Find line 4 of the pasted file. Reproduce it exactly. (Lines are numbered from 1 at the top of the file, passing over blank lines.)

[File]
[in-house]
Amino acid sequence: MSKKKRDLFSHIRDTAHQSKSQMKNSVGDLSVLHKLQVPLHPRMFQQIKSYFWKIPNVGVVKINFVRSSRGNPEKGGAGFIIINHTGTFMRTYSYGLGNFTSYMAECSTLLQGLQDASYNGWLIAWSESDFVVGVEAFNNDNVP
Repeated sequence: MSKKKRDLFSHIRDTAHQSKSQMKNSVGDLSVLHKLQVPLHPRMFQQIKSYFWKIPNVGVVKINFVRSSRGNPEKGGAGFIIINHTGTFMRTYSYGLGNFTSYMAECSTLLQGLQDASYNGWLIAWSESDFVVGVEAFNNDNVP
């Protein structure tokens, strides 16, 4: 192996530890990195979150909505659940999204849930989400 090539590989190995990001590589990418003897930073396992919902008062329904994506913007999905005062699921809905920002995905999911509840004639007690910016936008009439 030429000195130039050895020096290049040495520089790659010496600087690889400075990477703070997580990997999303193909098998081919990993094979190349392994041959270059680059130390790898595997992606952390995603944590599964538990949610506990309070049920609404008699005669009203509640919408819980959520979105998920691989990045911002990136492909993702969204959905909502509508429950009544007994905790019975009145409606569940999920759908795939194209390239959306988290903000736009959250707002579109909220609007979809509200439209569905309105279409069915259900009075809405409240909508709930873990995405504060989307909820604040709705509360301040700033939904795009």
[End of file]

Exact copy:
């Protein structure tokens, strides 16, 4: 192996530890990195979150909505659940999204849930989400 090539590989190995990001590589990418003897930073396992919902008062329904994506913007999905005062699921809905920002995905999911509840004639007690910016936008009439 030429000195130039050895020096290049040495520089790659010496600087690889400075990477703070997580990997999303193909098998081919990993094979190349392994041959270059680059130390790898595997992606952390995603944590599964538990949610506990309070049920609404008699005669009203509640919408819980959520979105998920691989990045911002990136492909993702969204959905909502509508429950009544007994905790019975009145409606569940999920759908795939194209390239959306988290903000736009959250707002579109909220609007979809509200439209569905309105279409069915259900009075809405409240909508709930873990995405504060989307909820604040709705509360301040700033939904795009």